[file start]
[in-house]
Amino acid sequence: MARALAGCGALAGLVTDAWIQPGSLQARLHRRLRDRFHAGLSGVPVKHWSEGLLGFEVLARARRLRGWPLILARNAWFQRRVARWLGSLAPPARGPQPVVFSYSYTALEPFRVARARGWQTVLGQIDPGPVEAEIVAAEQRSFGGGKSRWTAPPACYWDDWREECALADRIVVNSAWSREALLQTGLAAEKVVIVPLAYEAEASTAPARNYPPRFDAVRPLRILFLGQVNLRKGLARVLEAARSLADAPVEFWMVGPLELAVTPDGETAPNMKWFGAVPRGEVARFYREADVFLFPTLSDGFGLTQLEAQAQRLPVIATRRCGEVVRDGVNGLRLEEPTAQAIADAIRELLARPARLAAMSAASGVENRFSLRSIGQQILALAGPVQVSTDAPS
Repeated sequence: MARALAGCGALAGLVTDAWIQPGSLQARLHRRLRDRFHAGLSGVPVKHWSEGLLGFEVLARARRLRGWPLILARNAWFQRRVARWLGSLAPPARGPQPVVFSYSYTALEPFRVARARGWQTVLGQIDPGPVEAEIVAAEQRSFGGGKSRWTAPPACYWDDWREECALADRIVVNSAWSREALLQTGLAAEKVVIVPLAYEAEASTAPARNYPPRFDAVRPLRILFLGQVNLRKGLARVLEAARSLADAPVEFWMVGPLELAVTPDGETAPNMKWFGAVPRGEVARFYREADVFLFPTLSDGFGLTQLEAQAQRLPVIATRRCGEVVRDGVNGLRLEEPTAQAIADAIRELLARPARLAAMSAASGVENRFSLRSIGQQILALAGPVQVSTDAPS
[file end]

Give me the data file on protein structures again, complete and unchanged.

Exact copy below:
[in-house]
Amino acid sequence: MARALAGCGALAGLVTDAWIQPGSLQARLHRRLRDRFHAGLSGVPVKHWSEGLLGFEVLARARRLRGWPLILARNAWFQRRVARWLGSLAPPARGPQPVVFSYSYTALEPFRVARARGWQTVLGQIDPGPVEAEIVAAEQRSFGGGKSRWTAPPACYWDDWREECALADRIVVNSAWSREALLQTGLAAEKVVIVPLAYEAEASTAPARNYPPRFDAVRPLRILFLGQVNLRKGLARVLEAARSLADAPVEFWMVGPLELAVTPDGETAPNMKWFGAVPRGEVARFYREADVFLFPTLSDGFGLTQLEAQAQRLPVIATRRCGEVVRDGVNGLRLEEPTAQAIADAIRELLARPARLAAMSAASGVENRFSLRSIGQQILALAGPVQVSTDAPS
Repeated sequence: MARALAGCGALAGLVTDAWIQPGSLQARLHRRLRDRFHAGLSGVPVKHWSEGLLGFEVLARARRLRGWPLILARNAWFQRRVARWLGSLAPPARGPQPVVFSYSYTALEPFRVARARGWQTVLGQIDPGPVEAEIVAAEQRSFGGGKSRWTAPPACYWDDWREECALADRIVVNSAWSREALLQTGLAAEKVVIVPLAYEAEASTAPARNYPPRFDAVRPLRILFLGQVNLRKGLARVLEAARSLADAPVEFWMVGPLELAVTPDGETAPNMKWFGAVPRGEVARFYREADVFLFPTLSDGFGLTQLEAQAQRLPVIATRRCGEVVRDGVNGLRLEEPTAQAIADAIRELLARPARLAAMSAASGVENRFSLRSIGQQILALAGPVQVSTDAPS